Please use this identifier to cite or link to this item: http://dspace.sctimst.ac.in/jspui/handle/123456789/2863
Title: Motor cortex plasticity can indicate vulnerability to motor fluctuation and high L-DOPA need in drug-naïve Parkinson's disease.
Authors: Kishore, A
James, P
Krishnan, S
Yahia-Cherif, L
Meunier, S
Popa, T
Issue Date: Dec-2016
Publisher: Parkinsonism Relat Disord.
Citation: A. Kishore, et al., Motor cortex plasticity can indicate vulnerability to motor fluctuation and high L-DOPA need in drug-naïve Parkinson's disease, Parkinsonism and Related Disorders (2016), http://dx.doi.org/10.1016/j.parkreldis.2016.12.005
Abstract: Introduction: Motor cortex plasticity is reported to be decreased in Parkinson's disease in studies which pooled patients in various stages of the disease. Whether the early decrease in plasticity is related to the motor signs or is linked to the future development of motor complications of treatment is unclear. The aim of the study was to test if motor cortex plasticity and its cerebellar modulation are impaired in treatment-naïve Parkinson's disease, are related to the motor signs of the disease and predict occurrence of motor complications of treatment. Methods: Twenty-nine denovo patients with Parkinson's disease were longitudinally assessed for motor complications for four years. Using transcranial magnetic stimulation, the plasticity of the motor cortex and its cerebellar modulation were measured (response to paired-associative stimulation alone or preceded by 2 active cerebellar stimulation protocols), both in the untreated state and after a single dose of L-DOPA. Twenty-six matched, healthy volunteers were tested, only without L-DOPA. Results: Patients and healthy controls had similar proportions of responders and non-responders to plasticity induction. In the untreated state, the more efficient was the cerebellar modulation of motor cortex plasticity, the lower were the bradykinesia and rigidity scores. The extent of the individual plastic response to paired associative stimulation could indicate a vulnerability to develop early motor fluctuation but not dyskinesia. Conclusions: Measuring motor cortex plasticity in denovo Parkinson's disease could be a neurophysiological parameter that may help identify patients with greater propensity for early motor fluctuations.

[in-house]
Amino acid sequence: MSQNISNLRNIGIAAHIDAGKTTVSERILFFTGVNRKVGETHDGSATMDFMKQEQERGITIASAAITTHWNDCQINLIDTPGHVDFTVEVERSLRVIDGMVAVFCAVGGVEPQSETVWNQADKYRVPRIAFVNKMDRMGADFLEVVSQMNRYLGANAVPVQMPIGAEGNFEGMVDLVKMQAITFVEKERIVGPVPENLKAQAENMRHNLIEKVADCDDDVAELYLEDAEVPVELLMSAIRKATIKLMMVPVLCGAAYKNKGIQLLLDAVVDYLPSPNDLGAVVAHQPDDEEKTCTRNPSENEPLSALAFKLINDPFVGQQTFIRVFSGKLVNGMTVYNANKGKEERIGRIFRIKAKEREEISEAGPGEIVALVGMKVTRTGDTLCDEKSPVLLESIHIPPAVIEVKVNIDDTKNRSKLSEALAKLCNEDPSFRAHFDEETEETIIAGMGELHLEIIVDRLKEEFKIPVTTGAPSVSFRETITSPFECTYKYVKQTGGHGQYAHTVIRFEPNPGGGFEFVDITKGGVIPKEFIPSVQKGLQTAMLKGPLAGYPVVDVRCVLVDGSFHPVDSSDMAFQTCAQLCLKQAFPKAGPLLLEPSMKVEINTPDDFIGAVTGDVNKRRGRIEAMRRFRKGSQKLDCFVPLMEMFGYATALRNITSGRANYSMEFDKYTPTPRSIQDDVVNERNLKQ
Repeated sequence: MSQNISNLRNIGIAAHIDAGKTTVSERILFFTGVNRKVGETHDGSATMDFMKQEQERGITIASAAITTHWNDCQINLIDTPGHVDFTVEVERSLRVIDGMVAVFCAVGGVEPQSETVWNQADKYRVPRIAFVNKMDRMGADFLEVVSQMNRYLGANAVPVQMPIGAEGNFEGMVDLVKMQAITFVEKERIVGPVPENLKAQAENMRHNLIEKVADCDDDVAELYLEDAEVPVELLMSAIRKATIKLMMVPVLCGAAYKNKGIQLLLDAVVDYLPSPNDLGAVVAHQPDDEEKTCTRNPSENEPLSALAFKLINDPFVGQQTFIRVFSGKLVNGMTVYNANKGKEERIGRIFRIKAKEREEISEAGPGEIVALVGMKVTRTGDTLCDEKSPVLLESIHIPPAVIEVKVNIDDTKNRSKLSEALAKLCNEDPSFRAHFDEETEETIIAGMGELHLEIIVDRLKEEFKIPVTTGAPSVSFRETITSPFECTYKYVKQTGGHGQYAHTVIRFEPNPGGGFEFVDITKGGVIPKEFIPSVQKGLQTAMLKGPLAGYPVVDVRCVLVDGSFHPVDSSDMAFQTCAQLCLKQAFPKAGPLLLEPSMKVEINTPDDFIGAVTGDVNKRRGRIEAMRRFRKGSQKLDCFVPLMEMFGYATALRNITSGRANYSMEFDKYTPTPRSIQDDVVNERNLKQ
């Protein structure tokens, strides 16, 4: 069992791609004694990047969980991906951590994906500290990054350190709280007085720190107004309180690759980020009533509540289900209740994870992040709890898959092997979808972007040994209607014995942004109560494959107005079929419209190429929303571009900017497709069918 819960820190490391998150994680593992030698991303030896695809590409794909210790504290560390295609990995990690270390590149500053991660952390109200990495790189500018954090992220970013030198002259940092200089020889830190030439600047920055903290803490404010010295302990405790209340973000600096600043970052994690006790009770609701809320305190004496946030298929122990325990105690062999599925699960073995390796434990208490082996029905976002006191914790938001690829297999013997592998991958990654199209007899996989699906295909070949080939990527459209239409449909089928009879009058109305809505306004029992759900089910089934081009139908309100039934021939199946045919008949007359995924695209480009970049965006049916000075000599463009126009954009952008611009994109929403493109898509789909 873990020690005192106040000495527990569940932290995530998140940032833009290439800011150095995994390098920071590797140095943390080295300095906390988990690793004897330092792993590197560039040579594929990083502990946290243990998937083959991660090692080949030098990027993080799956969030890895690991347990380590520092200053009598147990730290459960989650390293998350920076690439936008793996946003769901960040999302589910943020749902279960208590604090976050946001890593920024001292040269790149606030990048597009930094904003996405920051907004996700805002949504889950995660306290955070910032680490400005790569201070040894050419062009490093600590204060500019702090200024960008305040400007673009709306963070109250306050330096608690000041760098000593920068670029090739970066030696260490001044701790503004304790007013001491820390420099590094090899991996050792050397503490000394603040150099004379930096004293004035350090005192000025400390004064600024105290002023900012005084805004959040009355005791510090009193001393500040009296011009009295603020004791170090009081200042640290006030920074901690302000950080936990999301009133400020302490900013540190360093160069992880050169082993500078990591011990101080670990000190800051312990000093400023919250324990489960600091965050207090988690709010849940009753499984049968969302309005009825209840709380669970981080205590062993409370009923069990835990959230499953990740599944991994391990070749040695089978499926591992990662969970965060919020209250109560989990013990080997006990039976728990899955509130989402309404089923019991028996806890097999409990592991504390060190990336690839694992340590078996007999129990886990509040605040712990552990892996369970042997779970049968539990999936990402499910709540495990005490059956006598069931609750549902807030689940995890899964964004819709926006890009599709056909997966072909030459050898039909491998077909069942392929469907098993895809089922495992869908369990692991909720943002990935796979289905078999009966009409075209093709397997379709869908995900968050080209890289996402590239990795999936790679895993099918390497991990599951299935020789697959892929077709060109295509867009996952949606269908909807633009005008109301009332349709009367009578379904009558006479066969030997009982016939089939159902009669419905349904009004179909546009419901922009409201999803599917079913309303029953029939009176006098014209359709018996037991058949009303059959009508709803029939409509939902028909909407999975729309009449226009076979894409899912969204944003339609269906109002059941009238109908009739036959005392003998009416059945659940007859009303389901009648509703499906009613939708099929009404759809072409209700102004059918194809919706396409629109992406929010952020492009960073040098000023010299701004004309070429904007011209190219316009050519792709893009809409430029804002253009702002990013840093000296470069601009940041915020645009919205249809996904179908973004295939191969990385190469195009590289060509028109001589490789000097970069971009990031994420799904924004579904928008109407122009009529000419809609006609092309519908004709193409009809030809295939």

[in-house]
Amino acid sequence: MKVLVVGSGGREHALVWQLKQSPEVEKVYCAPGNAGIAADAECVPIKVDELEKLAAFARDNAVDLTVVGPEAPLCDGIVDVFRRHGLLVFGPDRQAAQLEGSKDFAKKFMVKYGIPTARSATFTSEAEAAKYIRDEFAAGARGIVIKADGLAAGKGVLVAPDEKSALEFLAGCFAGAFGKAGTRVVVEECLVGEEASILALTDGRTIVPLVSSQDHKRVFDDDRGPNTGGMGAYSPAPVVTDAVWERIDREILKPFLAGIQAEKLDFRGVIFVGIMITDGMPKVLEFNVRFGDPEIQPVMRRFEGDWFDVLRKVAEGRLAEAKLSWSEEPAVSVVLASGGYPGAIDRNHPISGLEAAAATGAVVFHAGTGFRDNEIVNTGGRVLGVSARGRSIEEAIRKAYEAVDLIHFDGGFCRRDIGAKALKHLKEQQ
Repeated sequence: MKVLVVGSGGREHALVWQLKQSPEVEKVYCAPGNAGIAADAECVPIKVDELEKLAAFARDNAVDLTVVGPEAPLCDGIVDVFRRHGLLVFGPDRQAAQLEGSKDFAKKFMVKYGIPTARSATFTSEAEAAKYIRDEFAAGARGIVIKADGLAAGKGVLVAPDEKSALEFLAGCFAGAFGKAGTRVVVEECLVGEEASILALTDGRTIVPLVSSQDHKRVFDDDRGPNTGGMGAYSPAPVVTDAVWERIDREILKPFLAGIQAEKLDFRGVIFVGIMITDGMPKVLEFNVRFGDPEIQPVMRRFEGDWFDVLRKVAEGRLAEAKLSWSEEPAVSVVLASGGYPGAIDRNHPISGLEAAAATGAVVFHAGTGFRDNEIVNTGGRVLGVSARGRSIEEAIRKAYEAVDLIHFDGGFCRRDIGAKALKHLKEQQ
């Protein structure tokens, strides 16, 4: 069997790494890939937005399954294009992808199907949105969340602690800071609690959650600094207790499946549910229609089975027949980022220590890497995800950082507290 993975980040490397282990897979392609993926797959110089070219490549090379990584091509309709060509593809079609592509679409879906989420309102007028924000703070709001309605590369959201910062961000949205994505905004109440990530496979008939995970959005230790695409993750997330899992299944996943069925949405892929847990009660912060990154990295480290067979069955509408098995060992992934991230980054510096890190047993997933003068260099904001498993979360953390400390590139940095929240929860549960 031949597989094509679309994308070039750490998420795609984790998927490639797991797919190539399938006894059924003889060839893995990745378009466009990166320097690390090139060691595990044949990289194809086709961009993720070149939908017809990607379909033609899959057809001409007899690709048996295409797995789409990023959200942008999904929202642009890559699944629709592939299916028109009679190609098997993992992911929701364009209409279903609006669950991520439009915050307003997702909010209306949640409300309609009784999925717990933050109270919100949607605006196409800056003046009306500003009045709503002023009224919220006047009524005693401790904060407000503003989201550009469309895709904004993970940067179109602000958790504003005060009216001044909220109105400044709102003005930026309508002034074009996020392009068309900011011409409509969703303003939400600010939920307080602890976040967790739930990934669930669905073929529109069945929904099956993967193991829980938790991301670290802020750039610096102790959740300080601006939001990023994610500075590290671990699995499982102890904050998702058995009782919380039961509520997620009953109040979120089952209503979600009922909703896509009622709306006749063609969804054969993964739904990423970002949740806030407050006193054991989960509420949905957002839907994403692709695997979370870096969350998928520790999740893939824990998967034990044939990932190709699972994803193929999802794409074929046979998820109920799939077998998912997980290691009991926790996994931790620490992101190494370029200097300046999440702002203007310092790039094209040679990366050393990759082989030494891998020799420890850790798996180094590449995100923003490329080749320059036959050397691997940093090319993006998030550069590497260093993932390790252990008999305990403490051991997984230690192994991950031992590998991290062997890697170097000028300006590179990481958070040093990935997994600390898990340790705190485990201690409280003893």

URI: http://dx.doi.org/10.1016/j.parkreldis.2016.12.005
http://dspace.sctimst.ac.in/jspui/handle/123456789/2863
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